BKW AG: The Future of the Power Sector - Interview with Dr. S. Thoma
From "Berner Energieversorge" (power supply of the Canton of Berne) to an internationally operating corporation within a mere seven years. Dr. Suzanne Thoma talks about strategic developments, new technologies and the topic of supply dependability.
Dr. Thoma, you are considered a calm and strategical thinker. The decommissioning of the Nuclear Power Plant Mühleberg, the ongoing fundamental transformation of BKW into an internationally operating corporation, focused on sustainable energy systems as well as smart services and infrastructures... the originally somewhat "ponderous Bernese energy supplier" lies clearly in the past... And you continue to lead the way with new ideas. What will be the next milestone for the BKW Group?
A record result in 2019 confirms that BKW's strategy works. Thanks to its sustainable and robust business model, BKW is securely positioned. This is also reflected in the fact that we have managed to get through the Corona pandemic relatively unharmed. Now, we must make sure, that our strategy is fit for the future, offering comprehensive solutions in the areas of energy, building systems and infrastructures for our customers. I cannot name a specific milestone, such as the Mühleberg shutdown, but it is our expressed ambition to contribute towards a livable future with our solutions.
In 2017 you were quoted saying "the production of electricity is not profitable". However, a separation from this sector is currently not an option and there are various strategic approaches in the industry dealing with this problem. Adding to that are external factors, such as the impending surge to liberalize energy markets as a result of the Federal “Energy Strategy 2050”. What is BKW's long-term approach to solving these issues?
In the past year, despite significant negative price effects in the power sector, we generated an EBIT of CHF 227 million in the energy business but it comprises more than just the production and sale of electricity. Good results were achieved due to excellent cooperation between production, trading and sales. The trading business in particular, performed outstandingly in 2019. We intend to continue along this path and are seizing new business opportunities created by the transformation of the production landscape from large power plants towards smaller, more flexible, decentralized production units. We are no longer focused solely on electricity, but also on other commodities such as gas, coal, oil and CO2. Furthermore, making good use of the latest technologies enables us to anticipate market developments more successfully.
You are incorporating new developments such as urbanization and digitization into BKW's strategy. Can you give us an example, perhaps in the area of electricity trading or distribution grids?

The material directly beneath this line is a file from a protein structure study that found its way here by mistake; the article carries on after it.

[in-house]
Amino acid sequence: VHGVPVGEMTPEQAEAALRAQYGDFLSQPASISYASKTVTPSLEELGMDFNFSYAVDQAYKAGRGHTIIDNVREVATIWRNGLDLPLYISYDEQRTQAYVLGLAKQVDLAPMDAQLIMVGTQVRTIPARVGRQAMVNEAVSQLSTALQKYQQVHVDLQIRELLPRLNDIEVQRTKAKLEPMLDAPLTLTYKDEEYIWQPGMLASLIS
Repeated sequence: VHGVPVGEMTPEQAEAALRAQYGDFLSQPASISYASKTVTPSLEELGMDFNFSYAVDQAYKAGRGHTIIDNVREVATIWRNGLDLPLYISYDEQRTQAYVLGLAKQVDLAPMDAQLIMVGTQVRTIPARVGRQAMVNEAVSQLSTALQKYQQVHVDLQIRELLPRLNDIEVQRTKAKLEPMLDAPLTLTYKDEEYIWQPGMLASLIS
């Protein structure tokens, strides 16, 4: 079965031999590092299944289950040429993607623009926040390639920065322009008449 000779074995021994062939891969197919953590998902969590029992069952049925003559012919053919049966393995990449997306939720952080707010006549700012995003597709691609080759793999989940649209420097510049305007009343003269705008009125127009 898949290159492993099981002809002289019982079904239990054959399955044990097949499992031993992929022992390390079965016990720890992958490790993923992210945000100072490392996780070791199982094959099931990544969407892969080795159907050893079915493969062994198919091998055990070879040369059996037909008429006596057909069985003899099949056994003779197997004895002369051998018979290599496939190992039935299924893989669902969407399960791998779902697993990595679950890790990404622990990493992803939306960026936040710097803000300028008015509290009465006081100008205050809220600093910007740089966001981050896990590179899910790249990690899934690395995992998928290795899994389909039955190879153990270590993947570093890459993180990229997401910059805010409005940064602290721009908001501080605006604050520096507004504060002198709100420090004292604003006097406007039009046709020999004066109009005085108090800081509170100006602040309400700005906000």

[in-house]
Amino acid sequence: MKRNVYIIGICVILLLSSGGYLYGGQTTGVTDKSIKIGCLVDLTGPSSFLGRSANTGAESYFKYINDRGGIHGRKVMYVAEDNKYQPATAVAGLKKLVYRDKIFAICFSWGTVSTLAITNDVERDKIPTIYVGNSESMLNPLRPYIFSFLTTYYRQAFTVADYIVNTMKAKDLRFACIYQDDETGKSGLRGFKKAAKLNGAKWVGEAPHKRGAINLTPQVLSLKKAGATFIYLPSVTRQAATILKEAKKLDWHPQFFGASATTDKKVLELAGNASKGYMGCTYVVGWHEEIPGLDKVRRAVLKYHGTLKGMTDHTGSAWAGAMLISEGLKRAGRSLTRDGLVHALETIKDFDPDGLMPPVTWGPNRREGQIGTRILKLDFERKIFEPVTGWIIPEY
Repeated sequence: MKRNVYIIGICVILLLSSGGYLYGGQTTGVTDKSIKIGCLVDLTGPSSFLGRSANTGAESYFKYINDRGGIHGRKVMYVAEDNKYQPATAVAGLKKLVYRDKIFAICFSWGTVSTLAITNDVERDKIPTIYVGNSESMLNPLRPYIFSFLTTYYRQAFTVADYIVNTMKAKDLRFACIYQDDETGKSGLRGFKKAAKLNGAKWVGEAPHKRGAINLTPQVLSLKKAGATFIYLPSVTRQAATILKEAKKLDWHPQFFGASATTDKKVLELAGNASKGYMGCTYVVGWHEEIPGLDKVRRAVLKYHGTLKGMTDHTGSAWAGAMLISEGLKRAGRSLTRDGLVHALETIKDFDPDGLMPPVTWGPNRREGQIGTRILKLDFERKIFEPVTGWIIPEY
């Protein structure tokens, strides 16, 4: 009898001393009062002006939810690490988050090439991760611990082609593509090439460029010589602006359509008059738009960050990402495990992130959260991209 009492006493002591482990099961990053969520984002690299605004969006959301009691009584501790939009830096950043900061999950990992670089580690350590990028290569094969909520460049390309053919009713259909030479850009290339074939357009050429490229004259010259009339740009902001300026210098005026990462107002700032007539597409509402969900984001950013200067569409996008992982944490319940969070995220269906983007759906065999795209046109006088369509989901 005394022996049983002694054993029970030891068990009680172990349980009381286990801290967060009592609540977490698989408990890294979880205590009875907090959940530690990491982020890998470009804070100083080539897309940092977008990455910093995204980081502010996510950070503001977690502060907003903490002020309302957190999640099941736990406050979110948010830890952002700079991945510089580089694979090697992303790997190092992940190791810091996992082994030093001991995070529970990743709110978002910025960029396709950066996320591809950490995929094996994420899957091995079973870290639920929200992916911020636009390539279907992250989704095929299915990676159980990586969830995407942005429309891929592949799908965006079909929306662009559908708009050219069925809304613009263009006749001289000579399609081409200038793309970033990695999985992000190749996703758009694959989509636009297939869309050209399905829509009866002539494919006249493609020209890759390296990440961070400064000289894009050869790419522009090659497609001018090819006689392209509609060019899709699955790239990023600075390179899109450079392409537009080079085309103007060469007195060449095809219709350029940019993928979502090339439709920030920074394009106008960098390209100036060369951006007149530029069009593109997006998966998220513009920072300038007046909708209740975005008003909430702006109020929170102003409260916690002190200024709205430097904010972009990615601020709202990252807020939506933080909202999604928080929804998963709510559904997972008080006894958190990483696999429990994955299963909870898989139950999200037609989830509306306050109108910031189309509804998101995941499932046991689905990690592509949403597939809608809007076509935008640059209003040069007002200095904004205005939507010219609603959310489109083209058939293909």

BKW invests approximately CHF 100 million in its distribution network per year. To ensure an intelligent and efficient management of the restructuring of networks, in order to best benefit this new decentralized energy world, our company relies primarily on digitization. A digital approach also plays a key role in the service sector: Our companies are increasingly using 3D "Building Information Modelling" (BIM) technology when planning new buildings and infrastructures. We also invest heavily in technology revolving around building automation.
When you took over as CEO in 2013, you were quick to announce that Mühleberg would be shut down. At the same time, BKW expanded its expertise in the field of radiation protection and had started to monetize this in 2017 with the acquisition of a company called "Dienstleistungen für Nukleartechnik GmbH". So, could the decommissioning of nuclear power plants in Europe become a lucrative business in the decades ahead?
For us, decommissioning our own nuclear power plant is a key priority. By adding the company "Dienstleistungen für Nukleartechnik" to our network, we wanted to secure the necessary personnel for radiation protection. So it is primarily our employees, who will benefit from the project: They will be the first people in Switzerland experienced in both, the operation as well as the decommissioning of a nuclear power plant and these specialists will certainly be in high demand on the market beyond the decommissioning of Mühleberg.
There is of course the question of security of energy supply after a nuclear power plant shutdown - particularly in the winter months of February/March, when storage lakes are empty. At the same time, the demand for electricity is on the rise due to increased electric mobility. Backup powerplants could be a solution but the Federal Government wants to rely entirely on renewable energies. This is a dilemma – is there a way out?
Finding a way out is the responsibility of politicians as policy makers and related discussions are in progress. A shortage of supply could indeed occur, particularly at the end of winter, when nuclear power plants no longer operate and if Switzerland would be unable to import electricity. Such a situation would require the use of reserve capacities that could produce electricity quickly and flexibly. As back-up, gas-fired power plants could make economic sense due to their relatively low investment costs. And since such facilities would only be used in exceptional situations, their CO2 emissions would be minimal.
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